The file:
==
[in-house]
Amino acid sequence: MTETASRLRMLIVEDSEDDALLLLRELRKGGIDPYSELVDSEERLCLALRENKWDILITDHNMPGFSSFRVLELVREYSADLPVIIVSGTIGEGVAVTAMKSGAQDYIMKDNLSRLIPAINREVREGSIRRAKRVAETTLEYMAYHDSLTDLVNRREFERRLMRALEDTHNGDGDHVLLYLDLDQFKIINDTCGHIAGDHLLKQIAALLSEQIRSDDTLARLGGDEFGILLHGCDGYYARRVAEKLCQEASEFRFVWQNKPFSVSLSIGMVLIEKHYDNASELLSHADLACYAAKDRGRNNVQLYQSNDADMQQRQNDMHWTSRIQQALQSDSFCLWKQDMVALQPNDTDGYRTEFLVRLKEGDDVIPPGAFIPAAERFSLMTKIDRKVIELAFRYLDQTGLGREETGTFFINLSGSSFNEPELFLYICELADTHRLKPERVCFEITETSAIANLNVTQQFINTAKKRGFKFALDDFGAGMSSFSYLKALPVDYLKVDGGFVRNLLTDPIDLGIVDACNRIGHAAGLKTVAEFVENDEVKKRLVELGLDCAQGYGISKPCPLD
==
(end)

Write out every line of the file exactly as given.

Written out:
[in-house]
Amino acid sequence: MTETASRLRMLIVEDSEDDALLLLRELRKGGIDPYSELVDSEERLCLALRENKWDILITDHNMPGFSSFRVLELVREYSADLPVIIVSGTIGEGVAVTAMKSGAQDYIMKDNLSRLIPAINREVREGSIRRAKRVAETTLEYMAYHDSLTDLVNRREFERRLMRALEDTHNGDGDHVLLYLDLDQFKIINDTCGHIAGDHLLKQIAALLSEQIRSDDTLARLGGDEFGILLHGCDGYYARRVAEKLCQEASEFRFVWQNKPFSVSLSIGMVLIEKHYDNASELLSHADLACYAAKDRGRNNVQLYQSNDADMQQRQNDMHWTSRIQQALQSDSFCLWKQDMVALQPNDTDGYRTEFLVRLKEGDDVIPPGAFIPAAERFSLMTKIDRKVIELAFRYLDQTGLGREETGTFFINLSGSSFNEPELFLYICELADTHRLKPERVCFEITETSAIANLNVTQQFINTAKKRGFKFALDDFGAGMSSFSYLKALPVDYLKVDGGFVRNLLTDPIDLGIVDACNRIGHAAGLKTVAEFVENDEVKKRLVELGLDCAQGYGISKPCPLD